Friday, November 19, 2010

Guest Post: My Sister The Moon and the Ivory Carver Trilogy

Today's guest post comes from Julie, who can be found at or on Twitter at @himissjulie.  Enjoy!  Melissa

My Sister The Moon and the Ivory Carver Trilogy

Mother Earth Father Sky, My Sister The Moon, and Brother Wind, by Sue Harrison

When I was around thirteen or fourteen I was at a loss about what to read. I’d read all of the assigned reading for school (finishing weeks early, of course) and I wasn’t in the mood to re-read any of my mom’s Stephen King books or any of my dad’s issues of Analog. I’d just finished all of Jean Auel’s Earth’s Children* books and was hungry for more, but, sadly, Jean Auel’s glacier’s pace of writing and publishing was determined to thwart me. So imagine my delight when one day at the bookstore I saw a cover that trumpeted “Sue Harrison outdoes Jean Auel!”

I plucked the book from the shelf and turned it over to see if it would satisfy my deep craving for prehistoric facts, survival, and romance:

"An abused and unwanted daughter of the the First Men tribe, young Kiin know the harsh realities of life in a frozen land at the top of the world. In an age of ice nine millennia past, her destiny is tied to the brave sons of the orphaned Chagak and her chieftain mate Kayugh--one to whom Kiin is promised, the other for whom Kiin yearns."

It was love at first blurb, and as I dove into the story, it reminded me in many ways of several of my favorite books, including Island of the Blue Dolphins, Julie of the Wolves, and, of course, the Clan of the Cave Bear books that it was being compared to.

In retrospect I realize that Harrison’s novels are much more well-written than Auel’s. She made quite an effort to have the tone and style of her writing match what, from her research, indicated the spoken cadence of the Aleut people. She wove details about day to day life into the narrative seamlessly, and made each character’s voice distinct and engaging.

The main character of the second two books in the trilogy is Kiin, a young girl who is abused and unwanted by her father. Refused a name--and thereby a soul--until she finally reached menarche, Kiin spent the first part of her life enduring beatings and dreaming of being wife to Samiq, one of the chieftain’s two sons. She knows that she is promised to one of Kayugh’s sons, and hopes it will be Samiq, for he is the one who is always kind to her and tends her wounds after her father has beaten her. The other son, Amgigh, sometimes taunts her along with her younger brother, Quakan, who has been taught that all of his failings are the fault of his greedy older sister, who should have died, and instead took his birthright from him.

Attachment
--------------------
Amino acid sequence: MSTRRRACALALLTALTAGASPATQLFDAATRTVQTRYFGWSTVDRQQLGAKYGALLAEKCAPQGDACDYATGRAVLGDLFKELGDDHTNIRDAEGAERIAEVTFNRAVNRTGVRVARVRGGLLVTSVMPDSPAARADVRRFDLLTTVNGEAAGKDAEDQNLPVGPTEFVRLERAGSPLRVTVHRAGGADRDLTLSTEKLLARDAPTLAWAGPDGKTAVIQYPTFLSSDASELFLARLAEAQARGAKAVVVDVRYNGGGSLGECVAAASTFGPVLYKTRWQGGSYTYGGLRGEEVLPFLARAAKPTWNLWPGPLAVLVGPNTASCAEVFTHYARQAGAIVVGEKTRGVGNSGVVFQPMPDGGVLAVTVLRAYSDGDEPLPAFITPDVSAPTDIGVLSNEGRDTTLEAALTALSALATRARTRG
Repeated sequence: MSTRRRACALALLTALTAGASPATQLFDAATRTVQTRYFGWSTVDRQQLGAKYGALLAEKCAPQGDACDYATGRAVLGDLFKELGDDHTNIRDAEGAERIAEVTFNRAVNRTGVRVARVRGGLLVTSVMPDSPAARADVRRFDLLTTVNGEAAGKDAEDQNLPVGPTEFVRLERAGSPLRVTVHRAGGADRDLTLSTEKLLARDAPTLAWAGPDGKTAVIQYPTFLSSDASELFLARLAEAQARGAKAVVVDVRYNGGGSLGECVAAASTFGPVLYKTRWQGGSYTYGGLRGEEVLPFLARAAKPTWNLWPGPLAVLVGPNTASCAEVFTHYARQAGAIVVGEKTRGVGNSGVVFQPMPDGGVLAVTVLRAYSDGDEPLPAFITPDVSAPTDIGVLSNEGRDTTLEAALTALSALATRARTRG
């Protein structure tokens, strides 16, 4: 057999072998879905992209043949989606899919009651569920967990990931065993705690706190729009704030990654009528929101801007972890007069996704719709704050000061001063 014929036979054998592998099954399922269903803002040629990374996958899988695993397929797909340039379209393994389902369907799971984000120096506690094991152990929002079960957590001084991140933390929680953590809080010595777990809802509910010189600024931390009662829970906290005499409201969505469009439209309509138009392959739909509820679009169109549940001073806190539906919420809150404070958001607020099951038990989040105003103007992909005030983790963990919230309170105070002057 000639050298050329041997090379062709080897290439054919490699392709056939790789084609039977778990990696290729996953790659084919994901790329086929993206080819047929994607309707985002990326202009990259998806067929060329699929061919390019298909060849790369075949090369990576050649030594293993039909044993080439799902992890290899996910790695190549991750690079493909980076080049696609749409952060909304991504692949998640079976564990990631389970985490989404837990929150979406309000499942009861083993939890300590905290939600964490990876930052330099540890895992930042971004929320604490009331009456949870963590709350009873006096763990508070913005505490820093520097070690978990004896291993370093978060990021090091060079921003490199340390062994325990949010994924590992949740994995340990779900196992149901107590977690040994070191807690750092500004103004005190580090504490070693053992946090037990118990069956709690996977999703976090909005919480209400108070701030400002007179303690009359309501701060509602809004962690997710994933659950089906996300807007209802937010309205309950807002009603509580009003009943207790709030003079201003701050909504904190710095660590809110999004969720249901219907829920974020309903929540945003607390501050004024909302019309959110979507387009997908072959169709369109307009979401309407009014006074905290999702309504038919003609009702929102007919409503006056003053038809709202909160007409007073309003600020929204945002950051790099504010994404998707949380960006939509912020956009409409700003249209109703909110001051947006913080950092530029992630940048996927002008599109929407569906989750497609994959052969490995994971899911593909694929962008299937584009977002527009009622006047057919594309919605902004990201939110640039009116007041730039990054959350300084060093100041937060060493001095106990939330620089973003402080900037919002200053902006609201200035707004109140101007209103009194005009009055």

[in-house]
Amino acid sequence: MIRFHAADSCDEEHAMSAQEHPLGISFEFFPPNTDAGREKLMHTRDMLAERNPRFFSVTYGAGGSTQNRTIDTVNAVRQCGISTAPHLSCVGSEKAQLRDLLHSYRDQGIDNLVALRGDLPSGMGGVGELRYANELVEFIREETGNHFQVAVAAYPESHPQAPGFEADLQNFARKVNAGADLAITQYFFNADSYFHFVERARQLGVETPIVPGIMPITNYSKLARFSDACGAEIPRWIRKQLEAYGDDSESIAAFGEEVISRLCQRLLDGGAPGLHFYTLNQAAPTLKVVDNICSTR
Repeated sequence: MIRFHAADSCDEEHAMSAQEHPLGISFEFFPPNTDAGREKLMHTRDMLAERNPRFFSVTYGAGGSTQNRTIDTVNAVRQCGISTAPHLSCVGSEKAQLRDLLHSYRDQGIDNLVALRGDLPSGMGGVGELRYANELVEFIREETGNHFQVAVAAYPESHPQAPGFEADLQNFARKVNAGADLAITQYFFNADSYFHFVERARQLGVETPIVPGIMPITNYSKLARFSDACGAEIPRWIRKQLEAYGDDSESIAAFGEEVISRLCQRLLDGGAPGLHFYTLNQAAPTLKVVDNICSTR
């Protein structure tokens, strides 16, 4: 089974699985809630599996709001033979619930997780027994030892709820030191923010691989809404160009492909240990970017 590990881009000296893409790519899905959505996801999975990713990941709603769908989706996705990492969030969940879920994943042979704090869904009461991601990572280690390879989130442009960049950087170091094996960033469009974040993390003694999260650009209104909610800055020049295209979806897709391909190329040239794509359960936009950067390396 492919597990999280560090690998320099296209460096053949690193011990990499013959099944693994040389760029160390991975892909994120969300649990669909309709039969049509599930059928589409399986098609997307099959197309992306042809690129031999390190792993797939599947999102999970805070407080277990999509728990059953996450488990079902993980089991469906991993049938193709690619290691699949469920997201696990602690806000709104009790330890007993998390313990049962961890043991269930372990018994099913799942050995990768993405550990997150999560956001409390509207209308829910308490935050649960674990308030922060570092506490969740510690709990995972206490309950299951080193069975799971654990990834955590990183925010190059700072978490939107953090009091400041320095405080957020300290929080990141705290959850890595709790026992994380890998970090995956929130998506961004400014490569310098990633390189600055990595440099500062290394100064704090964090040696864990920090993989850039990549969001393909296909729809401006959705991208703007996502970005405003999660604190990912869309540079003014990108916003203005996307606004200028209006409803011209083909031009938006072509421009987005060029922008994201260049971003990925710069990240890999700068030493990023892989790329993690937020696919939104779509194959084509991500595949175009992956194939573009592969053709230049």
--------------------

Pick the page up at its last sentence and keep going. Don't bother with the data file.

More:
When Kiin begins to menstruate, proving she has a soul, she must be named, but her father continues to insult her and his tribe’s chief by giving her a name that means “Who?” Kiin, however, doesn’t care, and is simply glad to have a name and soul, which brings her that much closer to becoming wife to Samiq.

Like in many young girls’ lives, menstruation is the beginning of many sweeping changes in Kiin’s life. With her name and new status and the potential for a new family, Kiin begins to assert herself in small ways. She carves a piece of ivory into a shell so she can keep it from her father, who fancies himself a carver but in reality only mutilates the materials he carves. This small but powerful secret adds to Kiin’s growing self-confidence, and in the other books her carving--and singing--are the talents that keep her alive during harrowing times.

The books alternate the point of view character quite a bit, so boys could be talked into reading these titles as well. Samiq is a character that I can see many boys identifying with and admiring, and we get several chapters from his perspective, so keep that in mind when hand-selling the books.

My Sister the Moon and Brother Wind are the volumes that explore and resolve the love triangle (quadrangle at times) in Kiin’s life, and take her from an uncertain, unwanted girl to a brave and competent young woman. The journey is full of rich details regarding the food, clothing, and traditions of the various peoples, and there is a great balance of action, romance, and lyrical writing that will keep most teens engaged. There is a touch of supernatural to the stories as well, including two otherworldly sisters who speak in prophecies and several spirit animals and objects who speak to various characters at different times.

The first book of the trilogy, Mother Earth Father Sky, focuses on Chagak, and ends with the birth of Kiin. Chagak is a teen during much of that book, so it also has some teen appeal, but I don’t think nearly as much as My Sister The Moon; however, teens that read Kiin’s story will probably want to read that book as well.

These books might possibly be a tricky sell to teens, but I think readers who enjoy survival books, romances, books with strong female characters, stories about abuse (including sexual abuse and incest), and historical fiction could be talked into giving these a try.

*I could--and might--write a whole ‘nother post on these books. Man, they were mind-blowing to re-read as an adult!

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